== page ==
Mount Royal University won’t see any official changes regarding indigenous courses for another year or two, with full implementation expected by 2020.
Produced by Nicole Auger
Indigenous courses as a requirement for graduation may be in the future for Canadian Universities, or at least for one Alberta University.
Mount Royal University (MRU), located in Calgary, plans to implement a three credit Indigenous course or courses as a requirement for graduation for all students by the year 2020.
The possible courses come after the release of 94 calls-to-action brought forth by Canada’s Truth and Reconciliation Commission in 2015.
Action 62 specifically calls for funding to be provided “to post-secondary institutions to educate teachers on how to integrate Indigenous knowledge and teaching methods into classrooms.”
MRU has taken the call a step further by creating their own Indigenous strategic plan – listing five goals the post-secondary institution hopes to achieve
Goal 1: Indigenizing Mount Royal University
Cultivate respectful and welcoming environments that prevail over the legacy of colonization.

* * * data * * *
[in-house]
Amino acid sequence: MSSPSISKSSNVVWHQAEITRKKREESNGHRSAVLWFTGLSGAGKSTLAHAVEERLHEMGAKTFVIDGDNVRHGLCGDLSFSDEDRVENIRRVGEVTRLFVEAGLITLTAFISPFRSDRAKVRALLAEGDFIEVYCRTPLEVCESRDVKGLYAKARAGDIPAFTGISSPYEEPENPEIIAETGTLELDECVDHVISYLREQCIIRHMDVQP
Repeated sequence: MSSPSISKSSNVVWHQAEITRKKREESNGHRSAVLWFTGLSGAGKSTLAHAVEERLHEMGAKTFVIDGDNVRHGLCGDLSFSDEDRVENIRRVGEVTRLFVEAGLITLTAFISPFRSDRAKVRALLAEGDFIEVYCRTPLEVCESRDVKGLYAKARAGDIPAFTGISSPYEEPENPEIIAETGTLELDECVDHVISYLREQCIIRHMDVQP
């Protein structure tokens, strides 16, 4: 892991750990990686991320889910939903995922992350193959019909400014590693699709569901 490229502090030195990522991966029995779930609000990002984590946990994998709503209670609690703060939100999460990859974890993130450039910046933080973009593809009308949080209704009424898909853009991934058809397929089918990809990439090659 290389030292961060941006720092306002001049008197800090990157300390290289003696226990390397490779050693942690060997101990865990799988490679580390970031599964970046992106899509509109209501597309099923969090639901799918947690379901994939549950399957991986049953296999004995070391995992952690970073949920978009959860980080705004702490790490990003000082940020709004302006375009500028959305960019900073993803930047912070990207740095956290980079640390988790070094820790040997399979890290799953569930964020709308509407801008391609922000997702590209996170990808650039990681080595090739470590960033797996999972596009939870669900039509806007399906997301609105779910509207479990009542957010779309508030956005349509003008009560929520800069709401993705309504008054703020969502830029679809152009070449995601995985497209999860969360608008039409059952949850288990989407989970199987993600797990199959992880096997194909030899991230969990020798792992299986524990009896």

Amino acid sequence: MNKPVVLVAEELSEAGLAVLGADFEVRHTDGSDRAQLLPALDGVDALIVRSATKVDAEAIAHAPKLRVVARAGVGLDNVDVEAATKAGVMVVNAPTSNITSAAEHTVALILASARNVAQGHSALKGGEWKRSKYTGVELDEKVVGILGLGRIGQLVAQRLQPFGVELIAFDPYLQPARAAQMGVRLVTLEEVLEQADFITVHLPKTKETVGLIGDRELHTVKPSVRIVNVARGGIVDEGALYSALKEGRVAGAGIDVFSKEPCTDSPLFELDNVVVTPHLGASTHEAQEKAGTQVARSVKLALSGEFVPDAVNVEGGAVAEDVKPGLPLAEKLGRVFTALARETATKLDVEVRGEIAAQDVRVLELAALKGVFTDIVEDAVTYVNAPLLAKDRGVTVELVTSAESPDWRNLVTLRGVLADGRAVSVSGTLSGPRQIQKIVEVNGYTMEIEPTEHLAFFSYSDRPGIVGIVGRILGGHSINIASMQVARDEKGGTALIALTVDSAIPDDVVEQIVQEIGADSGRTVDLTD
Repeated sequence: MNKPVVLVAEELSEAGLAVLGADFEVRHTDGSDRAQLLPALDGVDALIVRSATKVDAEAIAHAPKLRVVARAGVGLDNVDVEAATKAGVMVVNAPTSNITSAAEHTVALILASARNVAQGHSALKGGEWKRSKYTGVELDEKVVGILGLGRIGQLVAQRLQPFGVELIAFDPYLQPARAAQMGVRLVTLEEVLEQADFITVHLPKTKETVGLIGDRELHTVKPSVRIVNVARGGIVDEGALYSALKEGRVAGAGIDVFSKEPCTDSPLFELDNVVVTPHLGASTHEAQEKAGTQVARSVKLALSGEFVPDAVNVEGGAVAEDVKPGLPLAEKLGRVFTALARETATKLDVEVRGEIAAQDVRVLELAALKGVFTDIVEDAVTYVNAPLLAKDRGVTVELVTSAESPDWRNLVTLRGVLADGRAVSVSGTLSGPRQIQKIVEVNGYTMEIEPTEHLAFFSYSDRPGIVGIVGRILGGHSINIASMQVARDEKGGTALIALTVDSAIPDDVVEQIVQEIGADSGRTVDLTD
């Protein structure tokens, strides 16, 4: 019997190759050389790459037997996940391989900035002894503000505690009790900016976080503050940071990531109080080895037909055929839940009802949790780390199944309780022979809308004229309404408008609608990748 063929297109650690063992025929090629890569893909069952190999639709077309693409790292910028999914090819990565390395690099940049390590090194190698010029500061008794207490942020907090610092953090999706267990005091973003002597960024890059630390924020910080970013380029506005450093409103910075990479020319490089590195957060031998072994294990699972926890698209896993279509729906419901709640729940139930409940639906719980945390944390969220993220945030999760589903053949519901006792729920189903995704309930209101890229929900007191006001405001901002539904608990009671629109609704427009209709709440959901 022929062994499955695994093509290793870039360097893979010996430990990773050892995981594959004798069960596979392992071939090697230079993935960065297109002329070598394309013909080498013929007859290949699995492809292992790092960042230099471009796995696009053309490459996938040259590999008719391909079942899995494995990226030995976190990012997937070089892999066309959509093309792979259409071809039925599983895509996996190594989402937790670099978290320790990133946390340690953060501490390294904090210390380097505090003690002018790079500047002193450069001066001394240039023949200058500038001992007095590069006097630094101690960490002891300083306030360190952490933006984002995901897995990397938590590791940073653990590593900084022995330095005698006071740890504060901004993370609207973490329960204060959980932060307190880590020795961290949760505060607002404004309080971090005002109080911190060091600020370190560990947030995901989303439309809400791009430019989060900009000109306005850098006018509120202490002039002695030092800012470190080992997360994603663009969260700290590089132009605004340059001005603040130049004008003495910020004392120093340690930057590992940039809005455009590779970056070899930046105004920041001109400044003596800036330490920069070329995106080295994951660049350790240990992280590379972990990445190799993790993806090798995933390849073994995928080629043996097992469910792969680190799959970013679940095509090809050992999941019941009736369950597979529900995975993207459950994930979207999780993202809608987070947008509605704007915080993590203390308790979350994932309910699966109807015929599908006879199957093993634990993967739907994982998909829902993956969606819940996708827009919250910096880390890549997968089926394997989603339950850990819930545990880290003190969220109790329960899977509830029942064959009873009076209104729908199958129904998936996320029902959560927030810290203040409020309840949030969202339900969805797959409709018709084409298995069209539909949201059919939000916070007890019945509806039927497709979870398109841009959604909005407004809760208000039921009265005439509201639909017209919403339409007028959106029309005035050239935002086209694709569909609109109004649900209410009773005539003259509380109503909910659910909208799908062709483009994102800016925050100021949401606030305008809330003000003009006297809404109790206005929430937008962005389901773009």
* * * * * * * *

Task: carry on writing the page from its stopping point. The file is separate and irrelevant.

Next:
Goal 2: Culturally respectful Indigenous research
Foster respect for indigenous ways of knowing and knowledge-production and increase capacity for Indigenous scholarship.
Goal 3: Bridge-building with Indigenous education stakeholders
Build strong relationships by forging mutually supportive and productive partnerships with all stakeholders in Indigenous education.
Goal 4: Support for Indigenous learners
Work with our communities to enhance the academic, personal and cultural experience of Indigenous learners.
Goal 5: Respectful and inclusive curricula and pedagogies
Promote culturally responsible and respectful curricula that integrates Indigenous pedagogies and ways of knowing.
A deeper look into goal five’s recommendations, calls for indigenous themed coursework or credits as a graduation requirement.
MRUs associate vice-president of teaching and learning, Jim Zimmer said, “In terms of the curriculum, [what] we are wanting to do is over a period of time is infuse more indigenous content into our courses and our programs.”
MRU also aims to cultivate particular learning outcomes related to indigenous peoples.
According to Zimmer,, “…it is going to take a little bit of time to move forward on those recommendations but there is good level of interest and support across the university for moving in that direction.”
The MRU Indigenous Strategic plan was only approved in 2016, and the school is still in the early stages of how it will all look.
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